City asked to reserve $5.8M for broadband
Group targeting underserved areas
A nonprofit organization that is seeking to upgrade broadband in the region asked City Council this week to set aside about
$5.8 million from its American Rescue Plan allocation to help in the effort.
The money represents 15 percent of the $39 million the city expects to get from the ARP, and it would be used for projects in Altoona, in collaboration with expected shares of ARP funding from Blair County and the Altoona Area School District, according to Jim Foreman, Blair County representative for Alleghenies Broadband Inc., a 501(c)(3) organized under the Southern Alleghenies Planning & Development Commission.
Council made no commitment, but members indicated they’d consider the request, after viewing a map that Alleghenies Broadband will provide, showing the status of broadband service in the city.
Alleghenies is looking to upgrade service in areas that are “unserved, underserved and (where service is) intermittent,” Foreman said.
“The needs are overwhelming,” he said.
Areas tend to be underserved where it isn’t profitable for private providers to invest in the infrastructure, Foreman said previously.
The needs would seem greatest in rural areas — as indicated by a statement in the description of ABI on the Southern Alleghenies website: “(The organization) aims to ensure that rural communities have the same access to high-quality internet service as those living in urban areas.”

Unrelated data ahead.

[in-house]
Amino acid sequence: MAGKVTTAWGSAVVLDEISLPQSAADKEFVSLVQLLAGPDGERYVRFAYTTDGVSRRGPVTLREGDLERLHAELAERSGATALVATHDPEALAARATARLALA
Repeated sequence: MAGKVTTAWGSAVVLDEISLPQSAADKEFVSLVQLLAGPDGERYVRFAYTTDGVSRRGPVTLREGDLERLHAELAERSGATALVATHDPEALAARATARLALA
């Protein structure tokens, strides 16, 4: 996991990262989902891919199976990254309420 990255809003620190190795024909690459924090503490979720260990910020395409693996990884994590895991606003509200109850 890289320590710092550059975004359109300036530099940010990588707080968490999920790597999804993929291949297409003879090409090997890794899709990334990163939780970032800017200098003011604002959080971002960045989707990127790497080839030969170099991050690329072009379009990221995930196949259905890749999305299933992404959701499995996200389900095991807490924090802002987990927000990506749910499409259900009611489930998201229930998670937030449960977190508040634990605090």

But that doesn’t mean service is ideal in the city, officials said.
“We all know there are pockets” where service is inadequate, Foreman told council.
A map provided by the organization a few weeks ago seems to show that the central Blair County area occupied by Altoona is generally “served” with speeds greater than 25 megabits per second, but the map doesn’t include municipal boundaries, and there are areas at least in the vicinity that are labeled unserved or underserved.
The hilly topography of the region can lead to inconsistencies, officials at the meeting said.
At some point, the organization will come back with “specific projects” and “hard numbers,” Foreman said.
Projects could include laying of fiber-optic line and installation of towers and other equipment, Foreman said.
Those could be leased to private providers.
“It sounds worthwhile,” said Councilman Joe Carper.
Reliable connections and adequate speed are something “I’m in favor of,” said Councilman Jesse Ickes.
The organization is considered a utility and could take property by eminent domain, “if we need a tower and someone is being obstinate,” Foreman said.
“We don’t want to go there, but if need be,” he said.
There seems to be a “pretty clear path” for using American Rescue Plan money to upgrade broadband, Foreman said.
Eligibility for some other kinds of uses seem to be “getting trickier and trickier,” he said.
The uses of broadband that are important to an area’s economic development include working remotely, remote schooling, telemedicine, worker recruitment and business transactions, Foreman said.
Mirror Staff Writer William Kibler is at 814-949-7038.